OAKLAND -- There seems to be a magical connection between Jed Lowrie and the A’s uniform. That’s about the only way to make sense of this unexpected career rejuvenation he currently finds himself in.
Lowrie’s hot-hitting ways continued in Thursday’s 8-4 win over the Tigers at the Oakland Coliseum. The second baseman’s presence in the middle of the A’s lineup has been a key reason for their offensive surge during their five-game winning streak (the longest active one in the American League), with his team-high batting average improving to .348 after a 2-for-4 night.
Crushing an RBI single in the seventh inning at 108.1 mph off the bat -- his hardest-hit ball ever tracked by Statcast (which dates back to 2015) -- Lowrie, who turns 37 on Saturday, registered his sixth consecutive game with an RBI. It was also his fifth straight multi-hit game, which matches the longest streak of his 13-year career.
“I’d keep asking about him, too,” A’s manager Bob Melvin said. “I don’t know what to say anymore. He’s having a great year. He’s getting big hits and driving in runs. He’s just the Jed of old. He’s as productive as he’s ever been.”
Coming off two injury-riddled seasons with the Mets -- he played nine games in 2019 and none in '20 -- Lowrie’s phone seldom rang with offers from Major League teams this past offseason. Aging players with knee injuries aren’t exactly the most attractive free agents. Yet, after going through most of the winter with a vacancy at second base after losing Tommy La Stella to free agency, A’s executive vice president of baseball operations Billy Beane made a call to the veteran Lowrie.
The A’s knew what type of player Lowrie could be at his best. They saw it up close during his two previous stints in Oakland from 2013-14 and 2016-18. That version of Lowrie was a hitting machine who set a single-season Oakland record with 49 doubles in '17 and followed that with an All-Star campaign in '18 in which he garnered some AL MVP Award votes and slashed .267/.353/.448 with 23 home runs, 37 doubles and 99 RBIs.
The only question the A’s had about Lowrie was how much he had left in the tank. That’s why they brought him in on a Minor League deal with an invite to Spring Training in February. It didn’t take long for him to revert back to his old self, though, swinging a hot bat at the start of Cactus League play and carrying over that immediate success into the regular season.
“You have to give him a lot of credit for some hard work,” Melvin said. “It’s as much a mental thing as physical when you haven’t had many at-bats in two years. We saw right away in Spring Training that he can still do this, but it’s not easy.”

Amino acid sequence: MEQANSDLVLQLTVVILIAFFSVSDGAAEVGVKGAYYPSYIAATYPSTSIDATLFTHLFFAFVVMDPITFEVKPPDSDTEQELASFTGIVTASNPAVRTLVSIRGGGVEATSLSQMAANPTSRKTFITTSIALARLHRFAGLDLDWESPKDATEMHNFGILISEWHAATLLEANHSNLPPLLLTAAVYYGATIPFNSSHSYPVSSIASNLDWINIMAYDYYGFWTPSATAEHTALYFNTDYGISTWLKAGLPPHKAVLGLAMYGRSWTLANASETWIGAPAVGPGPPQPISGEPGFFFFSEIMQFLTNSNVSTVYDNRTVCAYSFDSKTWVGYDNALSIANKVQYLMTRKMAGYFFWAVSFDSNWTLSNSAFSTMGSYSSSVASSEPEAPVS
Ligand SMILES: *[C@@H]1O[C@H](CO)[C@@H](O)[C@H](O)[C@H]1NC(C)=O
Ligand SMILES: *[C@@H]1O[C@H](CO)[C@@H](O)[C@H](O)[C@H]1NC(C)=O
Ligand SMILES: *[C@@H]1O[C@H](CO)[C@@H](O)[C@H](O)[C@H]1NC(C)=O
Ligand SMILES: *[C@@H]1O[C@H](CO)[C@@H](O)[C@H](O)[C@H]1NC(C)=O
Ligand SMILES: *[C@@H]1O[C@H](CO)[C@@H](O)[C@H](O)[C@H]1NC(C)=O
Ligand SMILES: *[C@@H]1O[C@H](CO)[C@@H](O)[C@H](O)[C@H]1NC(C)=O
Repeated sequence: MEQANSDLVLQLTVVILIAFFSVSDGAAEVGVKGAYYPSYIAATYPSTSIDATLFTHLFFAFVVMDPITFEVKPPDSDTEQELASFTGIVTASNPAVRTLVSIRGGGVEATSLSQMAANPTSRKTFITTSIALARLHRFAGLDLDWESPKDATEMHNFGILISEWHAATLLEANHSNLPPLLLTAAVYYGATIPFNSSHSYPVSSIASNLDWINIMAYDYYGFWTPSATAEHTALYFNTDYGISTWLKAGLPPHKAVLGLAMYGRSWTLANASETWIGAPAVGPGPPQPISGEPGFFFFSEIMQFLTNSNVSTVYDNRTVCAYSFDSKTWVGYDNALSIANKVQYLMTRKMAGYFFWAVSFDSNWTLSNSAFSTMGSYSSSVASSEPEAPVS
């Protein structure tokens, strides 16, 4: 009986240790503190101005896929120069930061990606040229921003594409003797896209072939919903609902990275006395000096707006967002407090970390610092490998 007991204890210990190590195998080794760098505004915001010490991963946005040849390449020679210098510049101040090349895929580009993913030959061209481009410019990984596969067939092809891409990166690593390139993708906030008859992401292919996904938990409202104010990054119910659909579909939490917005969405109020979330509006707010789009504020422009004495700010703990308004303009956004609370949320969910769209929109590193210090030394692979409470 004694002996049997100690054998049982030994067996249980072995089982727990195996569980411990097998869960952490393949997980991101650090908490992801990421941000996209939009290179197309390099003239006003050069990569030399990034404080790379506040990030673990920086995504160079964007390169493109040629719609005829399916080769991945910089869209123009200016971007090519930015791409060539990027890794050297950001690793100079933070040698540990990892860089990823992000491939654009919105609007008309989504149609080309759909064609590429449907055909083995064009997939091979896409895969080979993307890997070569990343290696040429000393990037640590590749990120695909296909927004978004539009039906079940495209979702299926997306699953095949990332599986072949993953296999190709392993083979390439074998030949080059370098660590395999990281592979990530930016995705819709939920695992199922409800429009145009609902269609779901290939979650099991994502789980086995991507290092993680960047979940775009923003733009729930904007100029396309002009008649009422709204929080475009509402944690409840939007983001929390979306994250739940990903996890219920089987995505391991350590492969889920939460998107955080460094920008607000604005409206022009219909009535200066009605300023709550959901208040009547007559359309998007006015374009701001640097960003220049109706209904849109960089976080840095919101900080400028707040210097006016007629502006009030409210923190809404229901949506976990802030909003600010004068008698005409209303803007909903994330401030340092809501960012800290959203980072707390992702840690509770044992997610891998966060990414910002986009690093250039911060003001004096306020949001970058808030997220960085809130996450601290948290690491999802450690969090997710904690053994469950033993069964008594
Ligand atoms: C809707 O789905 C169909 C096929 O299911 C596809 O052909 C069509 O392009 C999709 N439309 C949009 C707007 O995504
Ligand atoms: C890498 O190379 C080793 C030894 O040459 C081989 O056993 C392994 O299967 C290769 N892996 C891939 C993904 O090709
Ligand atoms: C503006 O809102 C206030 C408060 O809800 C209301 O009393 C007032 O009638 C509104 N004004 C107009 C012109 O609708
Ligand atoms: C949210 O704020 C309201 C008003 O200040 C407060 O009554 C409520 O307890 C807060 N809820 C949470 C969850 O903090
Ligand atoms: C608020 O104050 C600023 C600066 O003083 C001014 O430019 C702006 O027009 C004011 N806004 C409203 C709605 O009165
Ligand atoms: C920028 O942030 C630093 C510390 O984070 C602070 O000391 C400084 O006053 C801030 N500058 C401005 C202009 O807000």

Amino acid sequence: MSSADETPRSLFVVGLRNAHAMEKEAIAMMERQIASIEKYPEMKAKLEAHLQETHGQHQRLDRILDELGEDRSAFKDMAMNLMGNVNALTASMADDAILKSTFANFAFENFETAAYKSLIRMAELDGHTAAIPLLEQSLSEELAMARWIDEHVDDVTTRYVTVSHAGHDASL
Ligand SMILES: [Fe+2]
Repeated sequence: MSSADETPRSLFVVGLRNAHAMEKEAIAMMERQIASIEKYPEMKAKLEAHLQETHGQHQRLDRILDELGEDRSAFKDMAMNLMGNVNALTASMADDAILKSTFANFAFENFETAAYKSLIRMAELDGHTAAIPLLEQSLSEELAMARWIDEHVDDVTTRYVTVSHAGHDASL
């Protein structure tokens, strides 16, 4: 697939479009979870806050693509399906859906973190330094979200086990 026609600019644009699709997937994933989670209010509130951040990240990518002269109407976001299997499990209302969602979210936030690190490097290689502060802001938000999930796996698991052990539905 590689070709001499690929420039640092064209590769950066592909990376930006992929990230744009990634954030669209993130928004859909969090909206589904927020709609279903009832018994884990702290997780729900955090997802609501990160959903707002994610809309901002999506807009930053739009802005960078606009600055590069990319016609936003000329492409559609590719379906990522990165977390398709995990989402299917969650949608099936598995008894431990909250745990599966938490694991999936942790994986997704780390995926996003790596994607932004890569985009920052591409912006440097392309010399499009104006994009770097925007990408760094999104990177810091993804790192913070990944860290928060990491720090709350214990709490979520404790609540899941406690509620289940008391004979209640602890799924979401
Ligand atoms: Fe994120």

Whether it’s magical forces at play or just the familiarity of being back where he enjoyed his glory days, there’s something different about Lowrie whenever he suits up in the green and gold. To see it, all you have to do is compare his numbers with Oakland vs. the other teams he’s played for:
Lowrie in six seasons with the A's: .272 batting average, 62 home runs, 175 doubles and 332 RBIs.
Lowrie in seven seasons with the Red Sox, Astros and Mets: .244 batting average, 44 home runs, 87 doubles and 189 RBIs.
That’s some serious offensive production in Oakland. But Lowrie’s impact goes beyond what he does on the field. With so much knowledge of the game that he's built up over the years, Lowrie’s locker in the A’s clubhouse is often crowded by younger players searching for hitting advice or tips.
“I pick his brain all the time for hitting stuff,” A’s outfielder Mark Canha said. “I ask him questions and try to learn what I can from him, because he’s a great baseball mind, especially when it comes to hitting. He’s an awesome presence in the clubhouse.”
Lowrie’s advanced approach at the plate seems to be rubbing off on the rest of Oakland's hitters, particularly during this recent hot stretch. The A's have scored at least six runs in each game of their five-game win streak, totaling 37 runs over that span.
On Thursday, Stephen Piscotty and Matt Olson each belted a solo homer. Plate discipline was also on display, with the A’s drawing 12 walks against Tigers pitchers, including six in a four-run sixth, their most walks in an inning since drawing six in the eighth inning against the Astros on Sept. 9, 2017.
“This is what we do,” Melvin said. “We hit some homers and draw walks to keep putting pressure on until we get big hits. Our offensive numbers were terrible for a while, and now, across the board, we’re getting great at-bats.”